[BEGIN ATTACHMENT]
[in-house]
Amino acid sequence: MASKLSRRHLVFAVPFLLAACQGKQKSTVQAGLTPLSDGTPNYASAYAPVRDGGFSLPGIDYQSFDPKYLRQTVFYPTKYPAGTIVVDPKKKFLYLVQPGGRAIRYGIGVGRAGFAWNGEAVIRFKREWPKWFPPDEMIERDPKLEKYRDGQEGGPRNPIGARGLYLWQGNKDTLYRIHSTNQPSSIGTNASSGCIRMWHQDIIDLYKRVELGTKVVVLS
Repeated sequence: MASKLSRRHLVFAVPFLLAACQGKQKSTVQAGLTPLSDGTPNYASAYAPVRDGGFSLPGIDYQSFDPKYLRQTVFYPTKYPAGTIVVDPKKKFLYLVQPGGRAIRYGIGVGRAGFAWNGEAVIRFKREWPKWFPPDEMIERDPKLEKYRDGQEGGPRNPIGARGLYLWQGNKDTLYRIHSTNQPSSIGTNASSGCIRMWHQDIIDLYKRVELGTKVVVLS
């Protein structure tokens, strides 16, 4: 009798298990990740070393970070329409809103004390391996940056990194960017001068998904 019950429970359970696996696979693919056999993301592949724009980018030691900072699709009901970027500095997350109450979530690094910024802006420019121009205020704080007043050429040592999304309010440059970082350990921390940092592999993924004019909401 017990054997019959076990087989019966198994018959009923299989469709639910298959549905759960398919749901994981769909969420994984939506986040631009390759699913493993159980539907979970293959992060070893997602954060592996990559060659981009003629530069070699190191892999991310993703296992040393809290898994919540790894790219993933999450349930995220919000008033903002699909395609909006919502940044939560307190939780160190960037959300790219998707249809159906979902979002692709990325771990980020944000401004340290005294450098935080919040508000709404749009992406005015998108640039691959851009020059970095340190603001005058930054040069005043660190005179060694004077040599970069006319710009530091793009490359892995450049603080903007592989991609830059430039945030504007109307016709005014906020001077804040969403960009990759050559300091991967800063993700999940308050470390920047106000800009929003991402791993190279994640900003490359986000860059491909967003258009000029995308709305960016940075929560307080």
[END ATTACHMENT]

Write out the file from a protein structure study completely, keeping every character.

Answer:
[in-house]
Amino acid sequence: MASKLSRRHLVFAVPFLLAACQGKQKSTVQAGLTPLSDGTPNYASAYAPVRDGGFSLPGIDYQSFDPKYLRQTVFYPTKYPAGTIVVDPKKKFLYLVQPGGRAIRYGIGVGRAGFAWNGEAVIRFKREWPKWFPPDEMIERDPKLEKYRDGQEGGPRNPIGARGLYLWQGNKDTLYRIHSTNQPSSIGTNASSGCIRMWHQDIIDLYKRVELGTKVVVLS
Repeated sequence: MASKLSRRHLVFAVPFLLAACQGKQKSTVQAGLTPLSDGTPNYASAYAPVRDGGFSLPGIDYQSFDPKYLRQTVFYPTKYPAGTIVVDPKKKFLYLVQPGGRAIRYGIGVGRAGFAWNGEAVIRFKREWPKWFPPDEMIERDPKLEKYRDGQEGGPRNPIGARGLYLWQGNKDTLYRIHSTNQPSSIGTNASSGCIRMWHQDIIDLYKRVELGTKVVVLS
């Protein structure tokens, strides 16, 4: 009798298990990740070393970070329409809103004390391996940056990194960017001068998904 019950429970359970696996696979693919056999993301592949724009980018030691900072699709009901970027500095997350109450979530690094910024802006420019121009205020704080007043050429040592999304309010440059970082350990921390940092592999993924004019909401 017990054997019959076990087989019966198994018959009923299989469709639910298959549905759960398919749901994981769909969420994984939506986040631009390759699913493993159980539907979970293959992060070893997602954060592996990559060659981009003629530069070699190191892999991310993703296992040393809290898994919540790894790219993933999450349930995220919000008033903002699909395609909006919502940044939560307190939780160190960037959300790219998707249809159906979902979002692709990325771990980020944000401004340290005294450098935080919040508000709404749009992406005015998108640039691959851009020059970095340190603001005058930054040069005043660190005179060694004077040599970069006319710009530091793009490359892995450049603080903007592989991609830059430039945030504007109307016709005014906020001077804040969403960009990759050559300091991967800063993700999940308050470390920047106000800009929003991402791993190279994640900003490359986000860059491909967003258009000029995308709305960016940075929560307080």